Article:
Many people argue that bananas aren’t actually the best source of potassium (a known cramp fighter). They are a “good” source, though in reality not a true top contender. But perhaps it is something more than just potassium … perhaps it is the whole nutrient banana package that somehow works.

Though one might think consistent change would be needed to keep things interesting with the old banana, to me it is a comfort food and I have comfort smoothies. I used to be completely loyal to the True Blue Smoothie, but the past year has brought on an intense love of peanut butter. You may have spotted my addiction via the Uber-Rich Peanut Butter Ice Cream with Peanut Butter Chunks (definitely a good recipe for this time of year), my PB & J Thumbprints (yes, no bake!), or the Nutty Oatmeal Blender Waffles (I couldn’t resist tossing PB in my favorite waffles).

These are all nice treats, but on a daily basis, my cravings are quite simple. Very simple in fact. Below is my favorite smoothie “recipe” for the past year (and we are talking the whole year – notice the snow in the background of the photo below – that was actually May though). I hesitated on posting it because it is so basic and so loose, but I love it, I CRAVE it. I usually go for max PB and make the smoothie super-thick (almost soft-serve style), with as little milk alternative as possible.

Dairy-Free, Soy-Free, and Vegan Peanut Butter Shake / Smoothie

 

Peanut Butter and Banana Cravings Smoothie
This really isn’t a recipe in the strictest sense of the word, but rather a simple idea. I always vary the amount of banana and pb depending on my cravings, and sometimes a dash of stevia is in order. If I think I need something nutrition-wise, one or more of the add-ins listed may make their way in.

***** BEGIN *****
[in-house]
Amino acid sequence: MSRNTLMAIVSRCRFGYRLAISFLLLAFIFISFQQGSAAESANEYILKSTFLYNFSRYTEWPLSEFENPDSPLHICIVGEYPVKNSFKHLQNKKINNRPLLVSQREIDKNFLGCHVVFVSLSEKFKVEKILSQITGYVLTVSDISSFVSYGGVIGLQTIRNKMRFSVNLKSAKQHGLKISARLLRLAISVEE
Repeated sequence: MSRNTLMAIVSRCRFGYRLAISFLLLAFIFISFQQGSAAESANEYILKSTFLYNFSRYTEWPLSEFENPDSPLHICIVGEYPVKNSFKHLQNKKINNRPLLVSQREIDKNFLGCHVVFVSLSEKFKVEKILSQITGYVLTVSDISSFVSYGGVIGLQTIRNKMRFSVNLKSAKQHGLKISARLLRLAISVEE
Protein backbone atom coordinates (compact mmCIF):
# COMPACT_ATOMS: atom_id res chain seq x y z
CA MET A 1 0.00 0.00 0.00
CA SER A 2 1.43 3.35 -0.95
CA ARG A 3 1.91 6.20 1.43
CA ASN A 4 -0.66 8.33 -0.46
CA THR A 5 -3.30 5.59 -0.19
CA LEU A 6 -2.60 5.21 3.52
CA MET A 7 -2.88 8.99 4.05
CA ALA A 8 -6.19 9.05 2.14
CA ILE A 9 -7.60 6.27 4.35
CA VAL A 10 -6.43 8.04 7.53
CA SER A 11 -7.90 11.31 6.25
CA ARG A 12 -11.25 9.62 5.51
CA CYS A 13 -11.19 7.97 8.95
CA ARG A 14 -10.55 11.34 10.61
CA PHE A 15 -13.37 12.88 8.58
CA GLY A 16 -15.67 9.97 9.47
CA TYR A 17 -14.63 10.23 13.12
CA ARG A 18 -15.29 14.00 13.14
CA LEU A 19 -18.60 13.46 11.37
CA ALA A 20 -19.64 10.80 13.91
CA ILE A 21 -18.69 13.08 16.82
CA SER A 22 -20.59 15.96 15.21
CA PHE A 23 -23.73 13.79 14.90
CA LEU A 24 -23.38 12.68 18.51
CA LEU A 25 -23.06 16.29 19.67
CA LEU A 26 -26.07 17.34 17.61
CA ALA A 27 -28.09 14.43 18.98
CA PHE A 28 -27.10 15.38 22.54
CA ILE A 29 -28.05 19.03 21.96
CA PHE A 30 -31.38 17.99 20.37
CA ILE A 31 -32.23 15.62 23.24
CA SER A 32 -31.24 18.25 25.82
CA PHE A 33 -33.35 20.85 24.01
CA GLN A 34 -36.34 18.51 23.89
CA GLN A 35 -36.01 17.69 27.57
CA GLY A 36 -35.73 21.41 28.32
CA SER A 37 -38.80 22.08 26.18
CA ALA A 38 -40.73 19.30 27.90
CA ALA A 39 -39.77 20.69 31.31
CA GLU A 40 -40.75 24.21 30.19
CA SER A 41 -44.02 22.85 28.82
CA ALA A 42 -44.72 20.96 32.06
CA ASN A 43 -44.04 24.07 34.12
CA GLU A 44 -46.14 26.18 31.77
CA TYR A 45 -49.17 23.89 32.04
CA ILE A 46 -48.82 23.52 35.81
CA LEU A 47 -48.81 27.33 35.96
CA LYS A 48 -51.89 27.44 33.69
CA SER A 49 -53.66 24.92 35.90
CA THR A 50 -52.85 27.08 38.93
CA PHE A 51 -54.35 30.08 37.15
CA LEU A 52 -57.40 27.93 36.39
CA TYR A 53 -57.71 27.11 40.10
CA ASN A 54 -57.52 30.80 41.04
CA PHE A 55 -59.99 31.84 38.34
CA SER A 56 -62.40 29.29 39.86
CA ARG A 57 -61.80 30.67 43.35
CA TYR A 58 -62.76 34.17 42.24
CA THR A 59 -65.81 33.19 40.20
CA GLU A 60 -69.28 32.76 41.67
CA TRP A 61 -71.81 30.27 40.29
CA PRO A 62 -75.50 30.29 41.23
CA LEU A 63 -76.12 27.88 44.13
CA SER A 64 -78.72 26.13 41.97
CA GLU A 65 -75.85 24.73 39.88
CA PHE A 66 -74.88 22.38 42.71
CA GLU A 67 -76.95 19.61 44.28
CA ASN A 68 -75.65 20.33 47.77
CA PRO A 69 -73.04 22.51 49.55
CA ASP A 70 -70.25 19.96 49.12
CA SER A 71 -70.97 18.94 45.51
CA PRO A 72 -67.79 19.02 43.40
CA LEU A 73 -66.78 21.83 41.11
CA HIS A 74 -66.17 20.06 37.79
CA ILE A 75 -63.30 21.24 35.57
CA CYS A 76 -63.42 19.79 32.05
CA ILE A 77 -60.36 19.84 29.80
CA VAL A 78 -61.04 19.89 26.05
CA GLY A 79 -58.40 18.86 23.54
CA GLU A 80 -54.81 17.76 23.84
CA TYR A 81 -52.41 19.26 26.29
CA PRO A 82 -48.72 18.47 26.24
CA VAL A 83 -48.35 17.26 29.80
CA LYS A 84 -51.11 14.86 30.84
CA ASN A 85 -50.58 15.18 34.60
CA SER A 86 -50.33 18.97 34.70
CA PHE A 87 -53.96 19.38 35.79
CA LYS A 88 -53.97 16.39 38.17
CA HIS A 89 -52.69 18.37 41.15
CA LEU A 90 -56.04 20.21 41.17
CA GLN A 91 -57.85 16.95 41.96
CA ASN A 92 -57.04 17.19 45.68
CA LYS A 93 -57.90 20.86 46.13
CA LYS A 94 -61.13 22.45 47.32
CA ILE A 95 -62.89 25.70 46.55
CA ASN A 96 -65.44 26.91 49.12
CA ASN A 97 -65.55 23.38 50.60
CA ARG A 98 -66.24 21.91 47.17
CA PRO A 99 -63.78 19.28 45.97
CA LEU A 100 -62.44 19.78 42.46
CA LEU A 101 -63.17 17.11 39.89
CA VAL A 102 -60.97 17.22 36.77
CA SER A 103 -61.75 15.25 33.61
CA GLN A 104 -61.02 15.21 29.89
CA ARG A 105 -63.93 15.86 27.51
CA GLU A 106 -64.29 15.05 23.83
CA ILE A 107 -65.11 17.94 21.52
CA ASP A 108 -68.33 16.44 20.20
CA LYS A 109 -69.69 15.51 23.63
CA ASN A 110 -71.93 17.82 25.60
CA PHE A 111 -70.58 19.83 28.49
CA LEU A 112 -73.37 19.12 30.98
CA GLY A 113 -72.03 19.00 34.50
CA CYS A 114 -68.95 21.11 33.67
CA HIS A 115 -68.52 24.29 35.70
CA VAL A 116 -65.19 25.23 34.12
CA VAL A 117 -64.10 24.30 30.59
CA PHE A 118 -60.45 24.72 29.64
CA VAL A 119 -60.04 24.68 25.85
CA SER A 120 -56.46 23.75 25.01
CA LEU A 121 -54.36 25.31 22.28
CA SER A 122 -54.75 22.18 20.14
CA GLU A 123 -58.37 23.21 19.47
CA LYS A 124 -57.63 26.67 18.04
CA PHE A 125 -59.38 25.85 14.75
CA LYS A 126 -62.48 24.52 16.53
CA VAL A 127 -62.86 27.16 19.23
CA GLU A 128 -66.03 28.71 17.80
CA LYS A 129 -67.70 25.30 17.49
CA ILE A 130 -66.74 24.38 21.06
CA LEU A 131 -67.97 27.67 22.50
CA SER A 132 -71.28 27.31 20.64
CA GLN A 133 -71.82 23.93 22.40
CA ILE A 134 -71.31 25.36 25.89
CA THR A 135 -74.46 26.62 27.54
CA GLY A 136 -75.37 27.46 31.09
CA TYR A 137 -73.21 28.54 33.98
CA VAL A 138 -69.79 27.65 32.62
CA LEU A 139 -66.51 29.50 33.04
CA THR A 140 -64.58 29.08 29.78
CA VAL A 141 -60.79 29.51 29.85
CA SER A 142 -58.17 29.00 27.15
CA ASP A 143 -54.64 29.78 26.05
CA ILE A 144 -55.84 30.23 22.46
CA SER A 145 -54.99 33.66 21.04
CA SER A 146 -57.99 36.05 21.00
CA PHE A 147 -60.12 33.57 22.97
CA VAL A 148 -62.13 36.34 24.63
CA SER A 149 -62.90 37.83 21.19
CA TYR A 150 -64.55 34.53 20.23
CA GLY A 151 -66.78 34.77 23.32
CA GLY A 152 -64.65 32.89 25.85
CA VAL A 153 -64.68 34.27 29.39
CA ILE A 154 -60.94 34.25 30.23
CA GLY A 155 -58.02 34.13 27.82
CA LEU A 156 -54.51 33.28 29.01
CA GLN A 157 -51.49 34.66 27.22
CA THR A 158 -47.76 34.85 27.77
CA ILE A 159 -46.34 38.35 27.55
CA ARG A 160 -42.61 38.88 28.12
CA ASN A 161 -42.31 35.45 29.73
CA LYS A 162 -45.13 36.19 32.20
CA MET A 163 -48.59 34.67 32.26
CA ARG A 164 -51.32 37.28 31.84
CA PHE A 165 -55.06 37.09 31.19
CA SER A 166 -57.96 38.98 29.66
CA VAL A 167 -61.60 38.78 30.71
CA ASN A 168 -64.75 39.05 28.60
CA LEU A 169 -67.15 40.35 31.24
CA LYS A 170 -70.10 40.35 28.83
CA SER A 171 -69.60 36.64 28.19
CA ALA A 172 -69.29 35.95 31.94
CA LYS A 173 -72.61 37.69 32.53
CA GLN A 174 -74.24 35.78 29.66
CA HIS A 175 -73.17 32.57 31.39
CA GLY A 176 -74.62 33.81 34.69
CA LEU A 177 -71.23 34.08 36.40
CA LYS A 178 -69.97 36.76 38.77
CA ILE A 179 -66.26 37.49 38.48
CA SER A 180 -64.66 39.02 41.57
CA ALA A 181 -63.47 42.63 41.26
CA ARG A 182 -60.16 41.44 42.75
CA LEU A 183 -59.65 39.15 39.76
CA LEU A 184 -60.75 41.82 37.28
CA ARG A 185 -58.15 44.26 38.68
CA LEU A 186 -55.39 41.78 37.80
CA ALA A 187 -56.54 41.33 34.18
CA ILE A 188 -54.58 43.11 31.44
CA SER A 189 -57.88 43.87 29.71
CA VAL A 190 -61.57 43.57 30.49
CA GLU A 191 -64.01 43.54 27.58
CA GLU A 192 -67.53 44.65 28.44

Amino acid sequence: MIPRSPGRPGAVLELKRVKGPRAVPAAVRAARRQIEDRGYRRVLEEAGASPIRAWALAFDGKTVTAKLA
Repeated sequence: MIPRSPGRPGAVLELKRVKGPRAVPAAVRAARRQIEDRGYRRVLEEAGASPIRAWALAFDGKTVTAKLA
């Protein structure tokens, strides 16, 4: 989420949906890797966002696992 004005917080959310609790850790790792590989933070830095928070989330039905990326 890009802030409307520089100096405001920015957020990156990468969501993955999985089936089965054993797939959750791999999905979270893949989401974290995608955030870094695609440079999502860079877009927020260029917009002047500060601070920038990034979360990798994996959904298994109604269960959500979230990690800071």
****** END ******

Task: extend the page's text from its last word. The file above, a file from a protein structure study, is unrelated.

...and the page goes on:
• Frozen Ripe Banana Chunks (I use about two handfuls – at least one large banana, maybe a bit more sometimes)
  • 1 to 2 Tablespoons Creamy Natural Peanut Butter (I use unsalted and sometimes add a tiny, tiny pinch of salt, but salted could be good too)
  • 3/4 Cup to 1-1/2 Cups Unsweetened Vanilla or Plain Almond Milk or Coconut Milk Beverage (feel free to use your favorite milk alternative – regular sweetened versions will of course up the indulgence factor nicely and you can even use chocolate!)
  • 1/8 to 1/4 Teaspoon Ground Cinnamon
  • Sweetener to taste (optional – I use a dash of stevia or a little maple or honey if the banana is under-ripe, but otherwise, I go without)

Place the frozen banana, pb, and 3/4 cup of milk alternative in your blender. If you have a powerful blender, whiz away. Less powerful like mine? Pulse to break up the ingredients, and then blend. If it is too thick, add milk alternative a little at a time until it blends well and reaches your desired consistency.

If you have a wimpy blender, avoid the temptation to throw a bunch of liquid in too soon. Too much and the blades won’t catch all of the chunks – they will simply whiz around. You can always add more liquid once it is smooth. I prefer my smoothies spoonable, so I add as little as possible.

Blend in the cinnamon, sweetener if using, and any other add-ins you desire (see some of my suggestions below).

My Favorite PB & B Add-ins:

  • A Scoop of Chocolate Superfood Mix (Kidz or Adult) from Amazing Grass
  • A Big Fistful of Spinach
  • Some Ground Flaxseed
  • Cocoa or Carob Powder  (1 teaspoon to 1 tablespoon)
  • Protein Powder (we like pure egg white protein powder or vanilla hemp protein powder, but your favorite will do)

Yields 1 nutty serving

Dairy-Free, Soy-Free, and Vegan Peanut Butter Shake / Smoothie

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Thick Mexican Chocolate Smoothie

Posted by on May 25, 2010 | 16 Comments

Do you ever associate things in your head that may or may not actually be related? I really have no idea what a classic “Mexican chocolate” type of recipe would entail, but when I think of cinnamon, almonds, and chocolate the label just fits. If your version of Mexican chocolate needs a kick, I suggest a little ginger (fresh, powdered, or crystalized), rather than cayenne, to keep with the sweet smoothie theme.